In spite of experiencing delays, cancellations, airport takeovers, pandemics, and erupting volcanos, I still get excited about flying. Checking off new airports and revisiting old ones is an unrelenting hobby … but just whom is that airport named after?
More and more airports are being named for people, whether they’re local or national heroes, religious leaders, or from the early days of the aviation industry.
This leads me to my first Boardingarea post on this topic. Having traveled a bit to Türkiye in the past year, I figure it would be good to start with my most-used airport of 2022.
Türkiye, Istanbul Sabiha Gökçen (SAW)
In 1925, while in her hometown of Bursa, Türkiye, Sabiha was only 12 years old when she bravely approached the recent founder of the Turkish republic, Mustafa Kemal Atatürk, requesting to be educated at a boarding school. He adopted her, eventually giving her the surname Gökçen, which prophetically meant “belonging to the sky.”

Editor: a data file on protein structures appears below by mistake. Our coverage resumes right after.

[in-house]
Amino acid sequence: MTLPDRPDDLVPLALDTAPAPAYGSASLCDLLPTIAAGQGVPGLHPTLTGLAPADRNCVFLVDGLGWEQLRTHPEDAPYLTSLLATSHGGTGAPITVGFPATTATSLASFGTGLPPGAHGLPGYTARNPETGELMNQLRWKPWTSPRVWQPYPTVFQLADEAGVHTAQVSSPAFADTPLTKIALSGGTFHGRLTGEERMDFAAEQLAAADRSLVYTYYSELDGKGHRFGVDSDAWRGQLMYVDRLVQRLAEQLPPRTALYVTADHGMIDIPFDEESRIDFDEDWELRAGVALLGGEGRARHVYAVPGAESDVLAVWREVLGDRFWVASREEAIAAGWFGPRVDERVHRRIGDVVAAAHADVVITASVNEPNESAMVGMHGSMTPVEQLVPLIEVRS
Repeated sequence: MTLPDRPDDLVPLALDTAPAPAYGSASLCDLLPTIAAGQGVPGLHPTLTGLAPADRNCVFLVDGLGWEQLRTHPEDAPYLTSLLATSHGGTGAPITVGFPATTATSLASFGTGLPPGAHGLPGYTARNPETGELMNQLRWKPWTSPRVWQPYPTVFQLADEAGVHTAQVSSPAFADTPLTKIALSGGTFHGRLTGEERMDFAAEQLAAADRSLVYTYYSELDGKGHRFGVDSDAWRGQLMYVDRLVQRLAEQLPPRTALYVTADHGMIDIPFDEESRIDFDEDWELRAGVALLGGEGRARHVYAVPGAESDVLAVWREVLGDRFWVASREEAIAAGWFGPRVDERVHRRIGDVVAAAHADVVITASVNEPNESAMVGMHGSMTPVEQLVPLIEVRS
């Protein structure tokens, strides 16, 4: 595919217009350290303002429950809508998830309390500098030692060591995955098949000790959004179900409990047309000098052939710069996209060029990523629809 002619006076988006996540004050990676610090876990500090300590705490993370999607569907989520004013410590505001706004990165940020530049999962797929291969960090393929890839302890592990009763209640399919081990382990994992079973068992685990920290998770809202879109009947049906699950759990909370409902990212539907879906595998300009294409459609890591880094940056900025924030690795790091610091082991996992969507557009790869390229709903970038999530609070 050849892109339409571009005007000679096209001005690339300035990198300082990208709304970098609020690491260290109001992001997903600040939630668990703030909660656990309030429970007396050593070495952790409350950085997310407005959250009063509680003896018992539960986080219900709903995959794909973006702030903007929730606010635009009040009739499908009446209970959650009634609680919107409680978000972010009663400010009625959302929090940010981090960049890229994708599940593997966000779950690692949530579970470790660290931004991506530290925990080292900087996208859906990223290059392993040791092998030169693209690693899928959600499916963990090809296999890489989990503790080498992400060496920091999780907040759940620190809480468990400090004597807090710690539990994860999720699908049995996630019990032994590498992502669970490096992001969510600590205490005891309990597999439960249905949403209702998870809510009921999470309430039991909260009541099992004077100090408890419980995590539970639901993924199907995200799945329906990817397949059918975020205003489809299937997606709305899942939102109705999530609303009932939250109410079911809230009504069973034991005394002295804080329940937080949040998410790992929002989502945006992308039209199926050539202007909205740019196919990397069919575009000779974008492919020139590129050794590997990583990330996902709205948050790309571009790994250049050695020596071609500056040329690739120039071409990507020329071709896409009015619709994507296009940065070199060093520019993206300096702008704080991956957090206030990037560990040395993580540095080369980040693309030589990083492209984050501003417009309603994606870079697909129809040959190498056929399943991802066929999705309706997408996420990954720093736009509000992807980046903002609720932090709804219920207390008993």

Although she didn’t express interest at the time, when Atatürk opened the Türkkușsu Flight School in 1935 — around the time when he gave women the right to vote, among many other firsts in Türkiye — she became the first woman to receive a pilot’s license in Türkiye, and the first Turkish female combat pilot.
Subsequently, she made solo journeys to the Balkans as well as to various countries to promote Turkish foreign policy, became a lieutenant in the Turkish Air Force, and trained other cadets while Director of the Türkkușsu Flight School.
In 1955, Gökçen retired from the Air Force, and stopped flying altogether in 1964. Finally, her memoir, translated as A Life Along the Path of Atatürk, was published in 1981, to coincide with the 100th anniversary of the death of her adoptive father.
Sabiha Gökçen died on 22 March 2001, two months after her namesake airport opened.
n.b. Did you know that as of 2020, out of ~352 airports named after someone, only 15 were named for women?
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